Explaining pain

By Dr Julia Adams (Osteopath)  |

Have you ever experienced pain?

I’m guessing the answer is YES. Some people only experience pain infrequently, like when they stub their toe on something and immediately jump back, wincing. For others, pain is a constant, unrelenting, frustration that has a really huge impact on their life. 

In the last few years, a lot of new research has been presented about pain, especially chronic, or ongoing, pain. As an Osteopath, understanding pain and addressing the relevant factors that influence it go a long way toward helping patients feel better. 

What is pain?

The International Association for the Study of Pain (IASP) defines pain as an unpleasant sensory and emotional experience associated with actual or potential tissue damage. Note the careful wording here – ‘actual or potential tissue damage’. This tells us that it’s not even necessary to experience tissue damage to feel pain, which brings me to an important point

Pain ⇏ damage

Pain can exist completely independently of any damage to your body. Essentially, the mechanism behind pain starts when noxious stimuli (a.k.a. signals from parts of your body) travel via the spinal cord to the brain. It’s then up to the brain to decide whether this message should be perceived as pain. 

The main purpose of this mechanism, evolutionarily speaking, is to aid in our survival. If the brain decides that there is a potential threat for tissue damage, pain is a strong signal to alter our behaviour, thus protecting us from damage or preventing further damage. Without this important control mechanism in our brain, humans would continuously do things that cause tissue damage, like burning ourselves or walking on broken bones, which are not helpful for our survival.


Many factors contribute to whether our brain decides if a signal will be registered as pain or not. These include:

  • past experiences
  • our beliefs, knowledge and culture around pain
  • motor patterns. 

Source: https://www.painaustralia.org.au/about-pain/what-is-pain 

How do children experience pain?

As young children, external cues help us determine what is pain. The way adults respond to children in pain plays a crucial role in a child’s experiences and beliefs about pain. 

You might have noticed that sometimes when a toddler trips over, they initially pause, looking to others for acknowledgement that they have experienced pain. If adults respond with gasps and immediately rush over to help the child, they will often start crying. Conversely, if the adults respond calmly, encouraging the child to get up and continue their task, the child will often not even perceive the experience as painful.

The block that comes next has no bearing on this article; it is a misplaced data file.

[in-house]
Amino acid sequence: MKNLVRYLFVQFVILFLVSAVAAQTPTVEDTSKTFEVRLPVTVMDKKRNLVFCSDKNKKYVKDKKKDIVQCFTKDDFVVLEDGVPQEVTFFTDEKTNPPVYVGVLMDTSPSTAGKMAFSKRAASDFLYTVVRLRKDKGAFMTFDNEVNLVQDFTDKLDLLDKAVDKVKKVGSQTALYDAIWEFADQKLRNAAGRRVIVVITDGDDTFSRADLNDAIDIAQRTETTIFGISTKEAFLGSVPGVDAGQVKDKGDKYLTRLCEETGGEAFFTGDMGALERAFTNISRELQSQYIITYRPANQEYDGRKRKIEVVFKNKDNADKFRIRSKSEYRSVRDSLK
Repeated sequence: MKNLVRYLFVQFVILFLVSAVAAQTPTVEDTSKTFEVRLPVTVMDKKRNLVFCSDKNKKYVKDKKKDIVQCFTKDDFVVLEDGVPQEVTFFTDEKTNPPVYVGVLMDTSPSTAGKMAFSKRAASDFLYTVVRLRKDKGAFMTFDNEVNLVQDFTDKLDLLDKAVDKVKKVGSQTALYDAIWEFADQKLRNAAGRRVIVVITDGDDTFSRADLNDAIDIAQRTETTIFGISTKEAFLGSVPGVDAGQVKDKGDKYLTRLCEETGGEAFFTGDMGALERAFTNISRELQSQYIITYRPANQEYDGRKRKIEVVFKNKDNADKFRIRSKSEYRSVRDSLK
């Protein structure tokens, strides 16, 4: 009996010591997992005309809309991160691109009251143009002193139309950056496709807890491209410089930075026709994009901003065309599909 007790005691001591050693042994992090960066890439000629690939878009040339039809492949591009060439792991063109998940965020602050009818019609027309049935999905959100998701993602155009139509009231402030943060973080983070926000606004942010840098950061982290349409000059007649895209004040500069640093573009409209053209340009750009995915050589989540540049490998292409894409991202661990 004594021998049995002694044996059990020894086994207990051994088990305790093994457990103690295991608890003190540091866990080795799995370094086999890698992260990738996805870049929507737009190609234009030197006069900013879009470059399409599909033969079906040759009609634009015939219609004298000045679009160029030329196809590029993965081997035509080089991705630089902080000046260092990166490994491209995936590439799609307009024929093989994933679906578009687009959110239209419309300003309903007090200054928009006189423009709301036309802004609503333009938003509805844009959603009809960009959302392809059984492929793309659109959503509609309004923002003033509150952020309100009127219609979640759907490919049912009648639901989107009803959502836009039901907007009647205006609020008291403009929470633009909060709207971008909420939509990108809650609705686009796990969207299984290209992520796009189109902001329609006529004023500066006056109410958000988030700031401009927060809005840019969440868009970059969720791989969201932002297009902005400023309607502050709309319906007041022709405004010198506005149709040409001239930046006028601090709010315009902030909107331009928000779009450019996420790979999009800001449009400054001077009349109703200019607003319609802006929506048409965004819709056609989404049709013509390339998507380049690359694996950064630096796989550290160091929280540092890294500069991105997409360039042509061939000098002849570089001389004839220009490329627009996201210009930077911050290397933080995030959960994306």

From a young age, we learn how to respond to pain. The relationship with pain that we develop as a young child shapes our thoughts and emotions towards pain as we grow into adults.

Why does some pain go away while other pain persists?

Have you ever had pain that lingers around longer than expected? It can become a little worrying and you might start wondering if something is seriously wrong. Why is it not getting better? Am I going to feel this pain for the rest of my life?’

We refer to a new incidence of pain as acute pain. When it starts to linger longer than the expected tissue healing time, or an acute episode returns, we refer to it as chronic pain. As clinicians, we must consider what factors allow acute pain to persist, and develop into chronic pain. It’s important to remember that chronic pain can be a significant financial and mental burden on a patient and their family. 

Recent research into chronic pain has provided some important insights. We now know that chronic pain can be associated with structural, functional and biochemical changes in the central nervous system. Significant relationships between traumatic events in childhood and chronic pain have also been identified.

Other factors that increase the likelihood of developing chronic pain include:

  • psychosocial deprivation
  • past difficulty coping
  • substance abuse
  • depression
  • lack of social support. 

As Osteopaths, we try to address some of these factors (when within our scope). In addition to other musculoskeletal findings, addressing these factors can make a big difference in helping the patient deal with chronic pain. We use a wide range of biopsychosocial knowledge to identify when a referral to another practitioner, such as a psychologist or GP, might be more helpful in addressing the factors that are influencing pain.

Resources to help manage pain

When treating chronic pain patients, I often suggest the following educational resources. Research has shown that understanding what pain is, why it occurs, and what can be done about it can positively influence a patient’s outcome. 


Pain Heroes is a wonderful, inexpensive book written by Victorian based Osteopath Alison Sim. It is a great read for anyone who has experienced, or is experiencing chronic pain. It includes stories of hope and recovery. You can purchase the book in hardcopy or PDF directly from the Beyond Mechanical Pain website.

Explain Pain by David Butler & Lorimer Moseley (hardcopy)

Recovery Strategies Workbook by Greg Lehman is a free downloadable e-book and awesome resource for practitioners and clients. Highly educational with plenty of practical ideas for managing pain and strategies to get you back to the things you love. 




Understanding Pain in less than 5 minutes (YouTube)

Lorimer Moseley – Why Things Hurt – TEDxAdelaide (YouTube)

Load vs Capacity and Injuries (YouTube)

  • Helps explain why some injuries happen.

Want to know more? There is a wealth of knowledge at Melbourne Osteopathy Sports Injury Centre to help increase your understanding of pain. If you’d like to discuss pain, or any other issue, you can contact us at any time: